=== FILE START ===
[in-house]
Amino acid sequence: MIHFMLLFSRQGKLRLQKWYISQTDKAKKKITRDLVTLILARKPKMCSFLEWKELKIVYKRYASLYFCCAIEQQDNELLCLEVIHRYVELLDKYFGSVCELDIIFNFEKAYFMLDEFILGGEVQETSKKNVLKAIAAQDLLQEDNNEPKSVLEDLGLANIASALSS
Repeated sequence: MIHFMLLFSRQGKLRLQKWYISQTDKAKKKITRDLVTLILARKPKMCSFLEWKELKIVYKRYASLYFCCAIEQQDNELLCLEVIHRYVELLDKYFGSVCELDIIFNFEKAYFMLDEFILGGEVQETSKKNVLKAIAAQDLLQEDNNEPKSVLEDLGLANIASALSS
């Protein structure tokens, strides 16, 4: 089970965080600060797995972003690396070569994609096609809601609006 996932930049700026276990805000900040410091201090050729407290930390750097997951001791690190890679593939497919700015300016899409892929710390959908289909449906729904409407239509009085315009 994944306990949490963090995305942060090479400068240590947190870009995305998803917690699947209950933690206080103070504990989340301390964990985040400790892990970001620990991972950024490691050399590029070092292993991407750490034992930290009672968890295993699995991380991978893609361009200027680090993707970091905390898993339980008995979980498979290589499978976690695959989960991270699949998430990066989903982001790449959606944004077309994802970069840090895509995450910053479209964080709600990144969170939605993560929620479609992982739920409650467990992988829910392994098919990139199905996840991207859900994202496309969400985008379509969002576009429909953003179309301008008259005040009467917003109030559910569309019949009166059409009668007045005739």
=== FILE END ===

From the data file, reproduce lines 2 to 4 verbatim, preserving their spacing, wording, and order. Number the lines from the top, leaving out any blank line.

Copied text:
Amino acid sequence: MIHFMLLFSRQGKLRLQKWYISQTDKAKKKITRDLVTLILARKPKMCSFLEWKELKIVYKRYASLYFCCAIEQQDNELLCLEVIHRYVELLDKYFGSVCELDIIFNFEKAYFMLDEFILGGEVQETSKKNVLKAIAAQDLLQEDNNEPKSVLEDLGLANIASALSS
Repeated sequence: MIHFMLLFSRQGKLRLQKWYISQTDKAKKKITRDLVTLILARKPKMCSFLEWKELKIVYKRYASLYFCCAIEQQDNELLCLEVIHRYVELLDKYFGSVCELDIIFNFEKAYFMLDEFILGGEVQETSKKNVLKAIAAQDLLQEDNNEPKSVLEDLGLANIASALSS
């Protein structure tokens, strides 16, 4: 089970965080600060797995972003690396070569994609096609809601609006 996932930049700026276990805000900040410091201090050729407290930390750097997951001791690190890679593939497919700015300016899409892929710390959908289909449906729904409407239509009085315009 994944306990949490963090995305942060090479400068240590947190870009995305998803917690699947209950933690206080103070504990989340301390964990985040400790892990970001620990991972950024490691050399590029070092292993991407750490034992930290009672968890295993699995991380991978893609361009200027680090993707970091905390898993339980008995979980498979290589499978976690695959989960991270699949998430990066989903982001790449959606944004077309994802970069840090895509995450910053479209964080709600990144969170939605993560929620479609992982739920409650467990992988829910392994098919990139199905996840991207859900994202496309969400985008379509969002576009429909953003179309301008008259005040009467917003109030559910569309019949009166059409009668007045005739």